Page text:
According to the Center for Disease Control and Prevention (CDC), the 2018-19 influenza season was moderately severe. Compared with the 2017-18 influenza season, rates of hospitalization this season were lower for adults, but similar for children. However, the 21-week season was the longest in 10 years.
It’s that time of year again. Summer is in the rearview mirror and winter is coming, which means snow, chilly temperatures, and a rise in flu activity. CDC officials recommend people should begin getting vaccinated now — in early October — to ensure that as many people as possible are protected before flu season begins. However, as long as flu viruses are circulating in the community, it’s never too late to get vaccinated.
You may not realize how big of an impact you can have just by getting a flu shot. Getting vaccinated is not just about you. It’s about protecting the ones you love and it’s also about the hundreds of people you come in contact with on a regular basis as well. The more protected you are against the flu, the more protected the public will be as well. The more people who get a flu shot, the better chance everyone in our area has of not getting sick this year.
While it is suggested that everyone should get a flu shot, certain people are highly encouraged:
- Anyone suffering from chronic lung or heart disease
- Children under 5 and those between the ages of 6 months and 2 years old
- Healthcare workers
- Household contacts and caregivers of children under the age of 6 months, including breastfeeding women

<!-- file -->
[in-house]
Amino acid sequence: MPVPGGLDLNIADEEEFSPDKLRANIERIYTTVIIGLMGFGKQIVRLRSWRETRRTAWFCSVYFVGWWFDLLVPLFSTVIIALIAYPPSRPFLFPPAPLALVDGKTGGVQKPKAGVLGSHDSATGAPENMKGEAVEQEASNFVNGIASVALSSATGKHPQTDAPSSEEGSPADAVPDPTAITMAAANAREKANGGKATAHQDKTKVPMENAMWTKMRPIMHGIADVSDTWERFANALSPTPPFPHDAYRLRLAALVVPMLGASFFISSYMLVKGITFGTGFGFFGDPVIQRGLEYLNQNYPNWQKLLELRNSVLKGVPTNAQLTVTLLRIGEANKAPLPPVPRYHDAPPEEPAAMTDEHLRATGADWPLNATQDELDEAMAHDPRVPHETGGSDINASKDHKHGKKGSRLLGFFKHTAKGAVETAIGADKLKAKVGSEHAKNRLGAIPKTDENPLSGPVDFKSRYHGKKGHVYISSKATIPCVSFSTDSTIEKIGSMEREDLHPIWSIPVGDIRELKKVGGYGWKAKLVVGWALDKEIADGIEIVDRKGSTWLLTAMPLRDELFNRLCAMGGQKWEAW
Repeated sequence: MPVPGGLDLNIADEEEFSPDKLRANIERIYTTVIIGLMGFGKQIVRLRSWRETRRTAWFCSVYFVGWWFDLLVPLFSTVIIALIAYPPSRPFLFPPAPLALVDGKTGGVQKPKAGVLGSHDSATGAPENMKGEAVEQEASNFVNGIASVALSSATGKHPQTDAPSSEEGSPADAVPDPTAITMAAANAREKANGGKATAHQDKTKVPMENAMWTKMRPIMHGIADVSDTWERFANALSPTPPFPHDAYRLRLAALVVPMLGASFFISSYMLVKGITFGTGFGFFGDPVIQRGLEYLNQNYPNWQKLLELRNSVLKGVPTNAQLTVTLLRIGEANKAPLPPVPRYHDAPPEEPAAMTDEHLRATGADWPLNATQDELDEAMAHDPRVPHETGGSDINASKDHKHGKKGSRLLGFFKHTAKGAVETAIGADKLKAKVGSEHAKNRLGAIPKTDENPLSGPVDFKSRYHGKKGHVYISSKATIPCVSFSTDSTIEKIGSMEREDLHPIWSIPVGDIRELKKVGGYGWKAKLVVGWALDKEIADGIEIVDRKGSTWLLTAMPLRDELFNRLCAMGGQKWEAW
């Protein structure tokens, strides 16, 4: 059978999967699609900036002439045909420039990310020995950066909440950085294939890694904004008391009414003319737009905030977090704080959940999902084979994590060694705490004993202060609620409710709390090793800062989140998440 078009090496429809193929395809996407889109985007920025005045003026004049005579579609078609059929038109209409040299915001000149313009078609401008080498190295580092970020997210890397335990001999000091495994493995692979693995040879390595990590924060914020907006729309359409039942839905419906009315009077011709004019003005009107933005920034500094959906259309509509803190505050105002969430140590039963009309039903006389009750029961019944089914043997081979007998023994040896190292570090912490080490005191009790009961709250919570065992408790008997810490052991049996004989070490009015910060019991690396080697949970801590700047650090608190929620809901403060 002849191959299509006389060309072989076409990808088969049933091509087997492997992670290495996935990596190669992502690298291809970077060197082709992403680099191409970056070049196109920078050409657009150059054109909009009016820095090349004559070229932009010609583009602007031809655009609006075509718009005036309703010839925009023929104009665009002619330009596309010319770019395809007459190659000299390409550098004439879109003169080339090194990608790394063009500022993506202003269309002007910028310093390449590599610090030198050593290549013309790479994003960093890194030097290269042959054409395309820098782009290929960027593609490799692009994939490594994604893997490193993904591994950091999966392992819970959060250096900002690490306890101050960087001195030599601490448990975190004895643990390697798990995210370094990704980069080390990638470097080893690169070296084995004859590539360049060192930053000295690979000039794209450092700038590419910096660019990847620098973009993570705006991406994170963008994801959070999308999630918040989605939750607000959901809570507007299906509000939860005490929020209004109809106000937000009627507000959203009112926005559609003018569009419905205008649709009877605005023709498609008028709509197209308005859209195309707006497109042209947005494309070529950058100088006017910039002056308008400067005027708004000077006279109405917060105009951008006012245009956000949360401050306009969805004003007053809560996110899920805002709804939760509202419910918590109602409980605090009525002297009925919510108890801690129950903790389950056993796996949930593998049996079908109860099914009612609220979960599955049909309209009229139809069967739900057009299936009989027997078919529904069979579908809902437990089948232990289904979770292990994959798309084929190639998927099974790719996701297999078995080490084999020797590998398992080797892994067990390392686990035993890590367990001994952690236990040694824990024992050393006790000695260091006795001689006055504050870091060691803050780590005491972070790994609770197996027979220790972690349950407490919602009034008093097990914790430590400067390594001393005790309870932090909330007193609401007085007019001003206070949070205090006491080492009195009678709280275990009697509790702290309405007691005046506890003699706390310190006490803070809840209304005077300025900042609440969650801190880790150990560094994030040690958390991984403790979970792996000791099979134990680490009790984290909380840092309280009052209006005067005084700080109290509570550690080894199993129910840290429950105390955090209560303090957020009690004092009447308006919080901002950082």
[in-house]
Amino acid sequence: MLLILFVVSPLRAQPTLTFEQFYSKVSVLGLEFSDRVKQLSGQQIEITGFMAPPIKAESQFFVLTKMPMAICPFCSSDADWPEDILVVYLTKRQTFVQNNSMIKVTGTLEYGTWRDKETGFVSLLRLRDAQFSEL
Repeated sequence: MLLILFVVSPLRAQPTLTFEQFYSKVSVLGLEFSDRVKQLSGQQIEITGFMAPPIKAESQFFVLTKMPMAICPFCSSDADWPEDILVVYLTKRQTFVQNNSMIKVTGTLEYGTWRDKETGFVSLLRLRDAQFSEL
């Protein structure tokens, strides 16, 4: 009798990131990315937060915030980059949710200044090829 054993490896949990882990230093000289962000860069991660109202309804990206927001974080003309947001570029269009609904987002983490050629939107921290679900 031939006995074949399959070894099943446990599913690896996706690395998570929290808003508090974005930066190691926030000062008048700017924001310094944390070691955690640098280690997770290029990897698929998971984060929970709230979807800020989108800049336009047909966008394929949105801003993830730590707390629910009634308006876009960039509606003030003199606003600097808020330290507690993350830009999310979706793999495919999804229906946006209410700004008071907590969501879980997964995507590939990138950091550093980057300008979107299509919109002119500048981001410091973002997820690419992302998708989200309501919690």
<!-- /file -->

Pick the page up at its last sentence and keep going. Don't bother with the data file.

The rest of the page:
- People who live in extended-care facilities or nursing homes
- Pregnant women or those who may become pregnant during flu season
With the flu season quickly approaching, now is the time to take precautions to protect yourself and the ones you love — especially children and the elderly. The flu vaccine will continue to serve as the best, first-line of defense for Idahoans. By getting a simple flu shot, you will have some level of cross-protection from various strains, which will help to reduce the severity and duration of most flu infections.
In addition to getting a seasonal flu vaccine if you have not already gotten vaccinated, you can take everyday preventive actions like washing your hands to reduce the spread of germs. If you are sick with flu, stay home from work or school to prevent spreading flu to others.
In addition to getting a flu shot, did you know that older adults are at greatest risk of serious illness and death from pneumonia? Southeast Idaho has some of the highest hospitalizations in Idaho due to pneumonia and we also have some of the lowest vaccination rates. With your help we can change this! Two kinds of vaccines help prevent pneumococcal disease. We are asking you to join us in the fight against pneumonia starting today! The CDC recommends vaccination for adults 65 and older to help prevent pneumococcal pneumonia. Talk to your primary care doctor to get your recommended vaccines and reduce your risk!
Flu Shots are Now Available!
All Bingham Healthcare physician offices have received quadrivalent flu vaccines. While many flu shots only protect again two different flu viruses, the vaccine Bingham has on-hand is designed to protect against four different flu viruses: two influenza A viruses and two influenza B viruses.
Flu vaccines are covered with most insurance plans or are available for $20 without insurance. For more information and flu shot locations, please call (208) 785-4100 or visit BinghamMemorial.org/Family-Medicine.
Flu vaccines are also available at both of Bingham Healthcare’s urgent cares: 1st Choice Urgent Care & Family Medicine in Blackfoot (208) 782-2410 and Ammon Medical & Urgent Care in Ammon/Idaho Falls (208) 529-2828. Walk-ins at these locations are always welcome. No appointments are necessary.